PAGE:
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Nivolumab with CAR T-cell therapy in progressive DLBCL: final analysis of a phase II study

May 8, 2024
Learning objective: After reading this article, learners will be able to cite a new development in the treatment of diffuse large B-cell lymphoma.

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Chimeric antigen receptor (CAR) T-cell therapy can improve outcomes for patients with diffuse large B-cell lymphoma (DLBCL); however, patients with rapid progressive disease at lymphodepletion have poor outcomes.1 The addition of checkpoint inhibitors targeting PD-1 to CAR T-cell therapy may improve outcomes in patients with DLBCL.1

During the 50th Annual Meeting of the EBMT, Amit presented final results from a phase II trial (NCT05385263) investigating the addition of nivolumab, a checkpoint inhibitor targeting PD-1, to CAR T-cell therapy in patients with DLBCL with progressive disease.1 Below, we summarize the key findings.

Study design1,2

  • This study included patients with DLBCL with progressive disease who were enrolled in a CAR T-cell therapy trial.
  • Patients received the first dose of nivolumab on Day 5 after CAR T-cell infusion.
    • Patients with <100 CAR T cells/μL on Day 7 received a second dose of nivolumab on Day 19.
  • Endpoints included safety, response, and durability of response.

Key findings1

Patient characteristics

  • In total, 20 patients were included in this trial, of which 12 patients were eligible for nivolumab treatment.
    • Eight patients were not eligible to receive nivolumab due to ongoing toxicity following CAR T-cell therapy.
  • The median age was 67 years (range, 40–79).
  • In total, 95% of patients had progressive disease at lymphodepletion.


In the nivolumab group, 50% of patients experienced post-nivolumab cytokine-release syndrome (Table 1).

Table 1. Toxicity profile*

Domain, %

All patients (n = 20)

Patients receiving nivolumab (n = 12)

Patients’ ineligible for nivolumab (n = 8)

Overall CRS




Grade 3–4 CRS




Overall ICANS




Grade 3–4 ICANS




Post nivolumab CRS/ICANS




Grade 3–4 ICAHT









Overall IEC-HS




Grade 3–4 IEC-HS




Patients with infections by 3 months




Patients with IgG <3.5 gr/L




NRM at 1 month




CRS, cytokine release syndrome; ICAHT, immune effector cell–associated hematotoxicity; ICANS, immune effector cell associated neurotoxicity syndrome; IEC-HS, immune effector cell–associated hemophagocytic lymphohistiocytosis-like syndrome; IgG, immunoglobulin G; NRM, non-relapse mortality.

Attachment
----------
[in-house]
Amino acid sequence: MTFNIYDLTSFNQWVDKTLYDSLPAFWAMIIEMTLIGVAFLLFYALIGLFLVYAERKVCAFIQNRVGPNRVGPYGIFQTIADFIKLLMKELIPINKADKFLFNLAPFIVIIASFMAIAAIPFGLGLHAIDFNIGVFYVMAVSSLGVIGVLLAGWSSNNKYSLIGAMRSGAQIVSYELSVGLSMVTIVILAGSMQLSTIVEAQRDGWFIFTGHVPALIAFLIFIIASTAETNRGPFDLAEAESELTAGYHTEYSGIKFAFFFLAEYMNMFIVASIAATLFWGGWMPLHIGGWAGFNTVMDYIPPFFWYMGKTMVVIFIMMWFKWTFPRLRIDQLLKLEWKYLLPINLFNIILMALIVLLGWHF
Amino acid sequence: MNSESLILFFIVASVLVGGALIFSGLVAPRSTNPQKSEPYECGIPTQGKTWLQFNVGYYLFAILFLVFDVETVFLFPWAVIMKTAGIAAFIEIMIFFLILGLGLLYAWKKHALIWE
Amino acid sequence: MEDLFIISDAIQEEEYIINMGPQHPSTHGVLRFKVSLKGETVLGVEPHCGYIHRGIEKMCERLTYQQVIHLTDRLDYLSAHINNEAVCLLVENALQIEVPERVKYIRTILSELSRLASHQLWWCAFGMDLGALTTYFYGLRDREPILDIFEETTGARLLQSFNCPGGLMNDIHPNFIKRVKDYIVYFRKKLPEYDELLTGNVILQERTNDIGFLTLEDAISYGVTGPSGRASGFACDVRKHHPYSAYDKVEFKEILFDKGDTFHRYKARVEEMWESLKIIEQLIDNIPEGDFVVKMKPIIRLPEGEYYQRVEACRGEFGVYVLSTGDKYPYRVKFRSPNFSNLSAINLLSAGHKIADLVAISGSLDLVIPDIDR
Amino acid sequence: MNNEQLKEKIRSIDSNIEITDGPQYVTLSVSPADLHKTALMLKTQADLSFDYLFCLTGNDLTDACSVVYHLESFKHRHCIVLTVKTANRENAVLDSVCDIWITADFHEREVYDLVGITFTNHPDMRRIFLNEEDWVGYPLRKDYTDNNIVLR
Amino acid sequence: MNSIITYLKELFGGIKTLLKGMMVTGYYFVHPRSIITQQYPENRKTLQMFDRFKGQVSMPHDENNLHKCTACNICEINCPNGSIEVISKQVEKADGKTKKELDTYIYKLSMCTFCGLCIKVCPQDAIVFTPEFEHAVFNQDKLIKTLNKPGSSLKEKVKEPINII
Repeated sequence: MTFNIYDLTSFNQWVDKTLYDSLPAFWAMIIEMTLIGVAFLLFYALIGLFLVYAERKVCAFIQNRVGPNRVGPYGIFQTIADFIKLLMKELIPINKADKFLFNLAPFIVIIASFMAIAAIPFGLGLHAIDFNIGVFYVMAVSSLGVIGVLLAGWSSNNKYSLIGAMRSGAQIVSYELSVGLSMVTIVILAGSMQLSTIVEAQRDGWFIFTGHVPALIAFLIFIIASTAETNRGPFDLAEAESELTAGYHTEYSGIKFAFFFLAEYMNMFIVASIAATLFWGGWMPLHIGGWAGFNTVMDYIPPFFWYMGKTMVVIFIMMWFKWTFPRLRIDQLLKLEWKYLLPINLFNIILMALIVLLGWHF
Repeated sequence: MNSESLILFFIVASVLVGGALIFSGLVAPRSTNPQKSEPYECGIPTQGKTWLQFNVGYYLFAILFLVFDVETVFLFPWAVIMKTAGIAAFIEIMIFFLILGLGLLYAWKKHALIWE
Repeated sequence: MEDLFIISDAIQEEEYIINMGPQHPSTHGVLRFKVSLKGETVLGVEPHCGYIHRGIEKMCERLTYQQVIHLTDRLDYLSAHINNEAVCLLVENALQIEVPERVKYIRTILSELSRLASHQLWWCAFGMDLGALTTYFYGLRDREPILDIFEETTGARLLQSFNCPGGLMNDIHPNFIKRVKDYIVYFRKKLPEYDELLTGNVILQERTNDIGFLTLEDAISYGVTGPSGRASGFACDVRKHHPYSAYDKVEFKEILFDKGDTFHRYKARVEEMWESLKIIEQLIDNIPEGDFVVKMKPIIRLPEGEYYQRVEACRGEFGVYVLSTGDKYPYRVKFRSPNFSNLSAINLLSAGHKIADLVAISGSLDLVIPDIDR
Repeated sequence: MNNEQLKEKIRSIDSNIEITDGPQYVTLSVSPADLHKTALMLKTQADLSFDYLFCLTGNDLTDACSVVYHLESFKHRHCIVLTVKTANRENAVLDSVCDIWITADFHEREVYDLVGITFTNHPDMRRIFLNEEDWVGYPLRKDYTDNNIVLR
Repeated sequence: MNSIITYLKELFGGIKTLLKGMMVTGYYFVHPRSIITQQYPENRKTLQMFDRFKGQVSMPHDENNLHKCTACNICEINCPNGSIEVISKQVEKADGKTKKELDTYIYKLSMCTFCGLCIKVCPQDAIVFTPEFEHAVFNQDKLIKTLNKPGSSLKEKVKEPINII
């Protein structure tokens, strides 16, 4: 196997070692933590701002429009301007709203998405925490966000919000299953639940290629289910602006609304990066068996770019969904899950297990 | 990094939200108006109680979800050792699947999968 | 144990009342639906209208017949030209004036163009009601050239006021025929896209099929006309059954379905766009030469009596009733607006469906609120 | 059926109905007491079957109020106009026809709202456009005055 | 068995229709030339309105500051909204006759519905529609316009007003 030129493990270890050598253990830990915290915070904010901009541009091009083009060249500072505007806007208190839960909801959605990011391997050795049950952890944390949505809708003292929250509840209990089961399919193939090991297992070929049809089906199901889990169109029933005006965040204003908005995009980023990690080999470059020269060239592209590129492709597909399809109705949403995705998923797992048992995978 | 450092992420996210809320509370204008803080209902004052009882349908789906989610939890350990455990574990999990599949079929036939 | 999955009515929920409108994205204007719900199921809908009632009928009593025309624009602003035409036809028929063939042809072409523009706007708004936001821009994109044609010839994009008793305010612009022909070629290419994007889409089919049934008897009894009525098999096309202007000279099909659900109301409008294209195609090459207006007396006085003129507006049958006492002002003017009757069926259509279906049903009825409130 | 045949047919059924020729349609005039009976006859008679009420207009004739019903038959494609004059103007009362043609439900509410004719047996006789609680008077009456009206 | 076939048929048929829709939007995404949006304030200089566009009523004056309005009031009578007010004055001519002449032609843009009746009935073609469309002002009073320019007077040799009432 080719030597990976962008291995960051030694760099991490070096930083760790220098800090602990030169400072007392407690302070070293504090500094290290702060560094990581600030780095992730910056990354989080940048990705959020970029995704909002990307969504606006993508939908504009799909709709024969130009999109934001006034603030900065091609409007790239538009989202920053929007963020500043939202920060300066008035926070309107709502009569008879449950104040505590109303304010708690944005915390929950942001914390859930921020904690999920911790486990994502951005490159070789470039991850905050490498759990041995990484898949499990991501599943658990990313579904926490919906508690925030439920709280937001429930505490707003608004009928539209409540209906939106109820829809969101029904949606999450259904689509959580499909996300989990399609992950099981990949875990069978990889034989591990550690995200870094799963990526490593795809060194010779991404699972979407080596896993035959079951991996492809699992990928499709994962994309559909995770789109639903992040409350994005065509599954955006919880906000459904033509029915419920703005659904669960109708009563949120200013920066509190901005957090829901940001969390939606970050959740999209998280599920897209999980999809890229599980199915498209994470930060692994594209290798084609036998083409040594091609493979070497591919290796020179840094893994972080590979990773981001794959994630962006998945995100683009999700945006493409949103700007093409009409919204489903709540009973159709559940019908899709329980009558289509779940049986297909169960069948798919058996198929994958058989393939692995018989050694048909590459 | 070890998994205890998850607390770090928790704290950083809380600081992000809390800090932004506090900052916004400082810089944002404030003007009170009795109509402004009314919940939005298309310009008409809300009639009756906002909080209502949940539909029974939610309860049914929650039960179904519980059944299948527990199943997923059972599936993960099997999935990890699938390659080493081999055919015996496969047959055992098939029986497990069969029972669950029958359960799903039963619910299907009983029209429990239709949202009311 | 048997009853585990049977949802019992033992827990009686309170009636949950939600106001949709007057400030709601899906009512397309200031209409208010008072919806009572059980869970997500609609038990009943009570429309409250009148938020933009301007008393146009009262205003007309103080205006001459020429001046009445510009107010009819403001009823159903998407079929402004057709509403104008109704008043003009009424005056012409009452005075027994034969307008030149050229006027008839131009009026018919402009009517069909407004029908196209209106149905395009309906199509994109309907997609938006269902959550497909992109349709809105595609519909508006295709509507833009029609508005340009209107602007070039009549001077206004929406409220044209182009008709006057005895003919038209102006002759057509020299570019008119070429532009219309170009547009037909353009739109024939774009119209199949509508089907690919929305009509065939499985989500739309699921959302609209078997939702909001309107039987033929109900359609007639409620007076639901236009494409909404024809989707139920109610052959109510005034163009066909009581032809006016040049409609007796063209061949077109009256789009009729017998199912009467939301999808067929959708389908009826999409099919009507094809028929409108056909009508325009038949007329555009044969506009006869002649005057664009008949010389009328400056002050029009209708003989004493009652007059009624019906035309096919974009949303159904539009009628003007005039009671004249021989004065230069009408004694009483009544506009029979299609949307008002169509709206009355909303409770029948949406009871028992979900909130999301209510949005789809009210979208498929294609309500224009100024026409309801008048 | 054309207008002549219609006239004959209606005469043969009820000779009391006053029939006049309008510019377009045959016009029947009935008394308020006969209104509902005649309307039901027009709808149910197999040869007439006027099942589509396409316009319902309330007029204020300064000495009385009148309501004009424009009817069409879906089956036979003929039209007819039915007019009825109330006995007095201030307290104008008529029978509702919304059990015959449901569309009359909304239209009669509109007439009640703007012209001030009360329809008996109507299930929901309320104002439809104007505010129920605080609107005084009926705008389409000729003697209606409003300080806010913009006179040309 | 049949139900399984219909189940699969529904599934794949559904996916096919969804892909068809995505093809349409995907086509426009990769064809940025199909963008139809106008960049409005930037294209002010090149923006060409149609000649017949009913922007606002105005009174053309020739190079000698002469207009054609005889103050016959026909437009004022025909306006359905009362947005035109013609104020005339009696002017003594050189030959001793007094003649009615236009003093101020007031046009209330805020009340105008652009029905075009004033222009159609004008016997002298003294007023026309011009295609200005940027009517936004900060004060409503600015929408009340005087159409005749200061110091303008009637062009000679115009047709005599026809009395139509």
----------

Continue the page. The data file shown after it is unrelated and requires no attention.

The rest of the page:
*Adapted from Amit1

All Grade 1–2 CRS.


  • At 1-month post-CAR T-cell infusion, in all patients, the overall response and complete response rates were 84% and 53%, respectively.
    • Response rates were similar between patients who received nivolumab treatment and those who were ineligible due to ongoing toxicities.

Survival outcomes

  • There were no major differences in the survival outcomes between patients who received nivolumab vs those who were ineligible for nivolumab.
  • The 6- and 12-month survival outcomes for all patients are shown in Figure 1.

Figure 1. 6- and 12-month progression-free survival and overall survival rates* 

*Data from Amit1


  • Patterns of expansion as assessed by quantitative polymerase chain reaction and area under the curve showed no difference between treatment groups.
  • There were no differences in CAR-T cell subtypes and the percentage of activation/inhibitory markers in the infused product between treatment groups.
    • CAR T-cell subtypes in the peripheral blood at Day 7 were also similar between treatment groups.
  • Within the nivolumab group, PD-1 expression was significantly decreased in all mononuclear cells (p = 0.001), in CAR T-cells (p = 0.0034), and in CD3+ non-CAR T-cells (n = 0.001) when compared with patients who did not receive nivolumab.
  • CD8+/CD45RO−/CD27+ cells were enriched in both CAR T-cells and CD3+ cells in patients who received nivolumab.
Key learnings
  • The addition of nivolumab to CAR T-cell therapy was relatively well tolerated; however, some patients were ineligible to receive nivolumab due to CAR T-cell toxicities.
  • The addition of nivolumab demonstrated favorable efficacy compared with historical controls of patients with progressive DLBCL; however, durability of response was suboptimal.
  • Nivolumab treatment increased the number of CD8+/CD45RO−/CD27+ cells which may promote CAR T-cells and bystander lymphocytes to improve efficacy.

  1. Amit O. Addition of nivolumab tailored by expansion of CAR-T cells in patients with progressive DLBCL at lymphodepletion – A phase 2, prospective interventional study – final analysis. Oral abstract #GS02–09. 50th Annual Meeting of the EBMT; Apr 15, 2024. Glasgow, UK.
  2. Ram R, Amit O, Perry C, et al. Addition of nivolumab tailored by expansion of CAR-T cells in patients with progressive DLBCL at lymphodepletion – A phase 2, prospective interventional study – final analysis. Abstract #GS02-07. 50th Annual Meeting of the EBMT; Apr 15, 2024. Glasgow, UK.

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